(I talked with a friend of mine, a journalist-turned-editor at one of the major business newspapers in China, which gave me a better understanding of changes in Chinese media industry.)

China Internet Week, a magazine established in 1998 – the year when Sina and Sohu launched online portal sites, became a hot advertising platform shortly after its launch. Jiang Qiping, its founding chief editor, remembered the old good days around 1999 when advertisers, most being emerging e-commerce players, were waiting in line to throw money at them. The advertising revenue his company received in that year made a record, Jiang recalled in 2010. But now, it’s just another print magazine very small a number of readers would buy.

To my knowledge, Chinese print media have been making a majority of revenues from advertising, which isn’t so simple as ad pages in publications, but in various forms; for instance, research reports at request of brands, advertising offerings at conferences held by a magazine, etc. Media people generally refer to their major revenue source as “organizing conferences”. Advertising revenues from conferences are in forms of sponsorship slots, speaking slots, articles or ads in conference journals.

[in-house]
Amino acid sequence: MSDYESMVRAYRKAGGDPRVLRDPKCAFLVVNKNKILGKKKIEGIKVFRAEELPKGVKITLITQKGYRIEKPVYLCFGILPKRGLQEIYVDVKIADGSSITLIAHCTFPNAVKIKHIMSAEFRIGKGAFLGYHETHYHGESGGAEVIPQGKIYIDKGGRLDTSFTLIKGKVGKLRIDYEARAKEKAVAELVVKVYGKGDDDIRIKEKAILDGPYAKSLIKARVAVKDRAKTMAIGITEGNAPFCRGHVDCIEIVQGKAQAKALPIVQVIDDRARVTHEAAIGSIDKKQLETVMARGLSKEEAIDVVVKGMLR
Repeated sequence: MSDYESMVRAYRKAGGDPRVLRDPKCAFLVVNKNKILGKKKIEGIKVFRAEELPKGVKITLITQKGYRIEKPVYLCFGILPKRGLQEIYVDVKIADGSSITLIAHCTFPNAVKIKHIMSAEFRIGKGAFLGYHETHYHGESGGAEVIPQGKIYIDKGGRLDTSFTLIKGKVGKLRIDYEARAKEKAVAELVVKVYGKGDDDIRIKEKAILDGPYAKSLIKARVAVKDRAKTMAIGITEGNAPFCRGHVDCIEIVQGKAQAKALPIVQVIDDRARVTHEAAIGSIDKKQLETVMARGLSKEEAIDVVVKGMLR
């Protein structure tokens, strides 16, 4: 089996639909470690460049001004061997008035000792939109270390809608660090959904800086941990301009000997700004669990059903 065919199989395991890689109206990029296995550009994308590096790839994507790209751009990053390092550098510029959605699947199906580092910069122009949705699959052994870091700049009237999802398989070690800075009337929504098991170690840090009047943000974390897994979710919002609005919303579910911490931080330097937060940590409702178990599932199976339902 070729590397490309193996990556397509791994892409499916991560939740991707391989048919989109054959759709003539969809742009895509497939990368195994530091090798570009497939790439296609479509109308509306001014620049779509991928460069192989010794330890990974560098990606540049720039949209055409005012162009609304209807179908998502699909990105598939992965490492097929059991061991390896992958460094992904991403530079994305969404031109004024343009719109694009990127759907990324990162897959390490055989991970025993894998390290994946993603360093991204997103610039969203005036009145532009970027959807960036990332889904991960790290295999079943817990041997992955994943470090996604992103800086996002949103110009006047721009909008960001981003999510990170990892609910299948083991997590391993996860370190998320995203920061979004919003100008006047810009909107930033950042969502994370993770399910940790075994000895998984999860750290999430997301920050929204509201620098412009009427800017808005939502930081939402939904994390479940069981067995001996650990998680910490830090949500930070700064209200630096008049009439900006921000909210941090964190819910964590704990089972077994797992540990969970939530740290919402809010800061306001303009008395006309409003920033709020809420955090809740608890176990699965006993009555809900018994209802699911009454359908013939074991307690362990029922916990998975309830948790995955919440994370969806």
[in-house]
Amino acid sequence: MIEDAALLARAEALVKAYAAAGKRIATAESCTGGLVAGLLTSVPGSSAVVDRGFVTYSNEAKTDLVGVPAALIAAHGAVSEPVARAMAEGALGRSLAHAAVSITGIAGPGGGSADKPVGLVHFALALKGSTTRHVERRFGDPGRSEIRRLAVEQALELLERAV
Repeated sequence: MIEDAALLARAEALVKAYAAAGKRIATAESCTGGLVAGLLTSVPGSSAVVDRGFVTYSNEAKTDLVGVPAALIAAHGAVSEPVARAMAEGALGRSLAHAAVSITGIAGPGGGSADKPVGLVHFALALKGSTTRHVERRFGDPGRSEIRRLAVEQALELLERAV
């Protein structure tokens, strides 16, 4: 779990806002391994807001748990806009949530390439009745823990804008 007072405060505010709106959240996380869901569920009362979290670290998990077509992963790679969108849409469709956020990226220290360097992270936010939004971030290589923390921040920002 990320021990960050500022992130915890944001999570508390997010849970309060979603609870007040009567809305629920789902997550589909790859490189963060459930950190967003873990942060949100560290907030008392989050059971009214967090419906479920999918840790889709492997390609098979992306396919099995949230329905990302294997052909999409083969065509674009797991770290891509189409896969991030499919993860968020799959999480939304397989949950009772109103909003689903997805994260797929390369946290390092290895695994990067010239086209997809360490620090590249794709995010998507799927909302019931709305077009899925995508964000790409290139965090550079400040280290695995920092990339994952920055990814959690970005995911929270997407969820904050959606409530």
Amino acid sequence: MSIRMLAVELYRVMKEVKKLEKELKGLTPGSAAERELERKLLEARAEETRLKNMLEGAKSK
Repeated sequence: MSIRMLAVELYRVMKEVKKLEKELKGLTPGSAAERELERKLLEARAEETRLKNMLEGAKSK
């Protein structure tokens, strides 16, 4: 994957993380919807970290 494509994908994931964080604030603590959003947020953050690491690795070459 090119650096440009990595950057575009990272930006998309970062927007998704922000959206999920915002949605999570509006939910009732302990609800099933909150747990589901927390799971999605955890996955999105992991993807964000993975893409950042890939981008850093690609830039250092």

Start your free trial now.

Get instant access to all our premium content, archives, newsletters, and online community.

Monthly Membership

Yearly Membership

What you get

Full access to all premium content and our full archives

Members'-only newsletters

Preferential access and discounts to all TechNode events

Direct access to the TechNode newsroom

Start your free trial now.

Get instant access to all our premium content, archives, newsletters, and online community.

Monthly Membership

Yearly Membership

Tracey Xiang

Tracey Xiang is Beijing, China-based tech writer. Reach her at traceyxiang@gmail.com